Trump plans to give billions in aid to farmers hurt by tariffs

Trump plans to give billions in aid to farmers hurt by tariffs

Additionally, the product's final assembly or processing must have taken place in the US. But it is a bit novel to hit farmers with one hand and then offer them compensation with the other, and it could even expose the U.S.to sanctions by the World Trade Organization for supplying the same sorts of illegal subsidies of which Trump likes to complain.

The US slapped tariffs on $34 billion of Chinese imports.

Trump said separately during a speech in Kansas City that "farmers will be the biggest beneficiary" of his trade agenda as he seeks better trade agreements. Retaliatory tariffs against the United States have included additional export costs for soybeans, pork, and beef, among other goods and services.

The Washington Post notes that the program was created so long ago that it doesn't require congressional approval while taking out a loan of up to $30 billion.

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The imposition of punishing tariffs on imported goods has been a favored tactic by Trump, but it has prompted USA partners to retaliate, creating risks for the economy.

The US and European allies have been at odds over the president's tariffs on steel imports and are meeting as the trade dispute threatens to spread to automobile production.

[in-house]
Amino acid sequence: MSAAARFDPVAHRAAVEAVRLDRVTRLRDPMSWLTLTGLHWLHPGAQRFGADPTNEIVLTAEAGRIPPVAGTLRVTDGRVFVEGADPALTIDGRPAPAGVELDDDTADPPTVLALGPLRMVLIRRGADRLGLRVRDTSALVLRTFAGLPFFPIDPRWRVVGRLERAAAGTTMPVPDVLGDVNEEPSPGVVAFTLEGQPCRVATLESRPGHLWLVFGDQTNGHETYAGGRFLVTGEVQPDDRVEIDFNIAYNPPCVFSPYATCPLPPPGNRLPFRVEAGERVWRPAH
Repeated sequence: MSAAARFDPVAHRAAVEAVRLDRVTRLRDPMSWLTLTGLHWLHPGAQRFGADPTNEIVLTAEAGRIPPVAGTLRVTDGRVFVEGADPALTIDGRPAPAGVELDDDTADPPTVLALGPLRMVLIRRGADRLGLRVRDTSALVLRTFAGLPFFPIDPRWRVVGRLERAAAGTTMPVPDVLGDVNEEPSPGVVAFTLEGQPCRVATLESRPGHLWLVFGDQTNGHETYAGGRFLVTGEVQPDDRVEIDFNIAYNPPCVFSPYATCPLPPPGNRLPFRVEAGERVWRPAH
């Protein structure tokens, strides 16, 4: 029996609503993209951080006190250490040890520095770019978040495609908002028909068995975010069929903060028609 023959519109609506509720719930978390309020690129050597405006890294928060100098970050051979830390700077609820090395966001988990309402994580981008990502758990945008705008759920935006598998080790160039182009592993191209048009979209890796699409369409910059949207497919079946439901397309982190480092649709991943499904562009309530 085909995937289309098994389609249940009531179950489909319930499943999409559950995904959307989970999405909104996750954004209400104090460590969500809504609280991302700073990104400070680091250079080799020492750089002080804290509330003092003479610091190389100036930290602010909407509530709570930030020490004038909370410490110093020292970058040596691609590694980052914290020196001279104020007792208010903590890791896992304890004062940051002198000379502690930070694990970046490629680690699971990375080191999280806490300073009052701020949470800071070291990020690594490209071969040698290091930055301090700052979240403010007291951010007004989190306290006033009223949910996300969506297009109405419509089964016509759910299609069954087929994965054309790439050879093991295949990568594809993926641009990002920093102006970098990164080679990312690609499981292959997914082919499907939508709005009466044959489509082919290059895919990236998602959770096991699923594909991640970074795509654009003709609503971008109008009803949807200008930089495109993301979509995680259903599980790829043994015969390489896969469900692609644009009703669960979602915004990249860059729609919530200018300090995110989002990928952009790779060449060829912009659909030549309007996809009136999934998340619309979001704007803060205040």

"I'm only in favor of the tariffs to fix the problem that's been going on for decades", Bruce Rastetter said during an interview with FOX Business' Stuart Varney on Tuesday.

Details about the bailout plan are scanty at this point, though the Post indicates it will include "direct assistance, a food purchase and distribution program, and a trade promotion program".

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Where is the $12 billion coming from?

"Either a country which has treated the United States unfairly on Trade negotiates a fair deal, or it gets hit with Tariffs".

Not everyone in Trump's own party is happy with the move. He added that, "Tariffs are taxes".

The new plan at the Agriculture Department would advance emergency funds for these farmers but likely not provide a long-term solution if the trade disputes with China and other countries persist.

Sen. Ben Sasse, R-Neb., said the plan would spend billions on "gold crutches".

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Brennan replied to an earlier message from Trump on Twitter calling tariffs "the greatest".

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